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Practical Intelligence: How Artificial Intelligence Is Changing Dentistry for the Better

Published on: Dec 1, 2022
 By: Dr. Parag Kachalia
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Dr. Parag Kachalia, DDS, doesn’t think artificial intelligence (AI) will decimate the dental industry—in fact, he sees this emerging technology as a major benefit to the field—and one that may enable more humanistic interaction in the long run. During a presentation at Seattle Study Club’s 2021 Symposium, Kachalia explained how AI can benefit practitioners and patients alike. Here’s what he had to say: 

While AI and the human compassion that drives medicine may seem at odds with one another, Kachalia says there can be a beautiful symbiosis between the two. 

“AI is not about winning games. It’s hopefully about improving the world,” he says.  

When it comes to dental procedures, Kachalia explains, AI can help practitioners reduce the possibility of human error. 

“What if we could be assisted by AI as we’re doing procedures, so we’re truly in control and accounting for all the variables?” he asks. 

Kachalia explains that AI has enabled medical professionals to make incredible advancements in terms of COVID, including bringing FDA-approved vaccines to market in the U.S. in under a year. These remarkable technologies, one would reason, could help act as an extra set of eyes in a surgical theater or help diagnose dental anomalies in a more efficacious manner than a dentist could alone. 

Many of us have intraoral scanners in our offices, and for those of us who were early adopters, we’ve gone from taking 5 to 10 minutes to scan a single arch…down to one minute or even less with the help of AI."

“These may seem like simple improvements, but they make a tremendous difference in terms of the workflows we face.”

Kachalia notes that Denti.AI, OverJet, and SmileCloud—among the biggest players in the AI dental space—already enable dentists to discover caries and signs of periodontal disease, measure bone loss, and even gauge how natural a specific tooth shape will look on a given patient. Better yet, some AI systems, including OverJet, can compare radiographs and data in a dentist’s practice management system to ensure patients are getting the best treatment possible for their dental issues. 

“You could be asleep at home and this is mining all your data sets in the background,” he explains. 

The use of AI can even prove fruitful for dentists before a patient so much as sets foot inside their office. “Software programs exist today to monitor phone calls and make determinations for why a patient did or did not schedule…it can automatically comb through your database and find patients with unscheduled procedures that would fit into those time slots,” says Kachalia, who believes that many of these programs will eventually be able to schedule appointments by looking at past cancelations, and ensure that the doctor has the correct materials on hand for the procedure the patient is coming in for. 

In time, these programs may even be able to detect serious diseases to ensure treatment is carried out in a timely manner.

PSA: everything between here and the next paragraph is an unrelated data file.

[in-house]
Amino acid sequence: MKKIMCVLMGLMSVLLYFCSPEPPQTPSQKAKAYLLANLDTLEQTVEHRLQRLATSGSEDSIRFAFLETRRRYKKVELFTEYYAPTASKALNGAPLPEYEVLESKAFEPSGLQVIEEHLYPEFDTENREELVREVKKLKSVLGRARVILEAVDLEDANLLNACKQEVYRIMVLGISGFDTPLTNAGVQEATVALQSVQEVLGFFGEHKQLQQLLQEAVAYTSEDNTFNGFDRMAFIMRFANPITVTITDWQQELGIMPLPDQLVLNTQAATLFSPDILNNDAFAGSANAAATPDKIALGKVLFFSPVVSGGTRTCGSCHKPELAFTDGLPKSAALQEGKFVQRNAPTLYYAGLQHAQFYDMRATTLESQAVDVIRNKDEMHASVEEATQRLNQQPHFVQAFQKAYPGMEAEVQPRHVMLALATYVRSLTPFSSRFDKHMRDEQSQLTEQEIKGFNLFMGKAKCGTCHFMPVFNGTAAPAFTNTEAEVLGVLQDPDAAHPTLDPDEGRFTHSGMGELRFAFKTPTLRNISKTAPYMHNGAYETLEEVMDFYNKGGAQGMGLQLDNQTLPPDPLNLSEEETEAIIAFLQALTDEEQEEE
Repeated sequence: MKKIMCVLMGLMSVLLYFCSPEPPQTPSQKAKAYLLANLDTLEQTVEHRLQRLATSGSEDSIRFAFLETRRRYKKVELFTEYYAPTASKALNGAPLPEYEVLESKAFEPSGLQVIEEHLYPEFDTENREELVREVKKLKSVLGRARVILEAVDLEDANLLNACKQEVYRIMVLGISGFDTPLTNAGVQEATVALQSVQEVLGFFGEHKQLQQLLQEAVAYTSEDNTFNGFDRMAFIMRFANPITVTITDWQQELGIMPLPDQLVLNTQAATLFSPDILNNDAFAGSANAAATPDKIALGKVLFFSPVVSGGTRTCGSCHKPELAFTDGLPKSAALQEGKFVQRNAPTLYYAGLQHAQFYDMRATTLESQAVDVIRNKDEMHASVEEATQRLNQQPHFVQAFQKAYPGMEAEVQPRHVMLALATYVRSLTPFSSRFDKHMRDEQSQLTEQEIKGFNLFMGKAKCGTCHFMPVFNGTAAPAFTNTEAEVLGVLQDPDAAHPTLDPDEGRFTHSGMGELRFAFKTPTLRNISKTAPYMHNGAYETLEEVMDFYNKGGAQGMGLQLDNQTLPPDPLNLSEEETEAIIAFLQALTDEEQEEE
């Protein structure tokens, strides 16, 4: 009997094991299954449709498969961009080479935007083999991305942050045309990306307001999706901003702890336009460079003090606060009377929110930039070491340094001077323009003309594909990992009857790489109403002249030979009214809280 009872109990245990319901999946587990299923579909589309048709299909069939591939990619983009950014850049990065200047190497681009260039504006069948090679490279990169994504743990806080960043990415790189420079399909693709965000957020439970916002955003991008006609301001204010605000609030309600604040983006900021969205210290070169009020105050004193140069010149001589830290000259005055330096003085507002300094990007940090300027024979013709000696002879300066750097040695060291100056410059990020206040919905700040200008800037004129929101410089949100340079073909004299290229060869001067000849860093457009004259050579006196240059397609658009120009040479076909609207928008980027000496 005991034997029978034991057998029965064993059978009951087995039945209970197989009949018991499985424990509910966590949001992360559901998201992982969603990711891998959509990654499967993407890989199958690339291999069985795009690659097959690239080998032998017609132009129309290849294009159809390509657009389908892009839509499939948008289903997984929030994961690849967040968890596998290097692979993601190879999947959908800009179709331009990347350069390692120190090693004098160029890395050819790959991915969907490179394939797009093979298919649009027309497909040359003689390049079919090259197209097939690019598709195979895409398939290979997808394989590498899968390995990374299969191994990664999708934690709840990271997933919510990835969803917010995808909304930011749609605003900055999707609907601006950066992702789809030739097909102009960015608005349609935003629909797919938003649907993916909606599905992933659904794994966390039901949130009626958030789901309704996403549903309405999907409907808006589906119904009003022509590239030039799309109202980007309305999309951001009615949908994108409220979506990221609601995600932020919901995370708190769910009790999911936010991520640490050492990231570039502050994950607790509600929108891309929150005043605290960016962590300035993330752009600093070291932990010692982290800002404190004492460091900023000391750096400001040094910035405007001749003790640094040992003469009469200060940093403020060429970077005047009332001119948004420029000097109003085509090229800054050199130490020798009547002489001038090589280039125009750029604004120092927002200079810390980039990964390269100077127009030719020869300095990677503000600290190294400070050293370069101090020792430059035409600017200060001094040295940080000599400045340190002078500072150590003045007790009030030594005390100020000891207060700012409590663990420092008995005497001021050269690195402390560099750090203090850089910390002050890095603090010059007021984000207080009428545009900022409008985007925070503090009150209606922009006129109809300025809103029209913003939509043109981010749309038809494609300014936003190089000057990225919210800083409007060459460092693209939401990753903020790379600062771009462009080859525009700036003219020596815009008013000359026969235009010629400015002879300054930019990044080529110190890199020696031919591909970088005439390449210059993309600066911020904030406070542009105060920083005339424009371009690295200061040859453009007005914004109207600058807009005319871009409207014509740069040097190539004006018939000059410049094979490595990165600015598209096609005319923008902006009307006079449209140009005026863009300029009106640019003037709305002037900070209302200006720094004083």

“We can take camera-type devices that are connected to our phones, connect them over 5G, which essentially has zero latency, and we might be able to search for things like oral cancer…the patient is immediately informed that they should seek the care of a professional.”

However, AI isn’t without its detractors, and Kachalia underscores the need to build trust with patients before introducing AI into their treatment plan. 

“The responsibility goes down to the level of the datasets being fed to the algorithms initially,” says Kachalia. “We shouldn’t use this data to manipulate decisions…health experts must be involved to gear decisions from a health standpoint, not a financial standpoint.”

Instead of a robot making decisions in lieu of a medical professional, “It is a second set of eyes that never gets tired and is always willing to provide an opinion.” 

While some may see AI as coming between the patient and practitioner, Kachalia believes AI may actually enable dentists to have more human connection with those under their care. 

When the pandemic is over, Kachalia predicts that rushed patient interactions will be replaced with more patient-centric care, and that emerging technology can help facilitate this change. 

“This human element is what I believe is truly going to return to a great degree,” he says. “And AI’s going to help us get there.”

Parag R. Kachalia, DDS

Parag R. Kachalia, DDS, is the Director of Educational Development and Industry Relations for the Seattle Study Club. His primary charge is to focus on creation and dissemination of information for the new learner as well as to leverage synergies between industry partners and club members. In addition, he maintains a private practice in San Ramon, CA and is the former vice chair of simulation, technology, and research, at the University of the Pacific.  As someone who understand the new learner, Dr. Kachalia is also the founder of Dental Drivers, a digital strategy company led by clinicians who amplify their client’s messages in real time to garner awareness of oral health products and services.  He is a fellow of the International College of Dentists and the American College of Dentists and is also a member of the Omicron Kappa Upsilon Honor Society.  

In 2017 Dr. Kachalia was selected as one of the Top 10 Young Educators in Dentistry in the United States.  He is a published author and lectures extensively around the world in the areas of adhesive dentistry, cosmetic dentistry, photography, CAD/CAM technology, fixed prosthodontics, erosion, digital diagnostics, and generational marketing.  Dr. Kachalia acts a consultant for many dental materials/dental technology companies and helps guide product development. 

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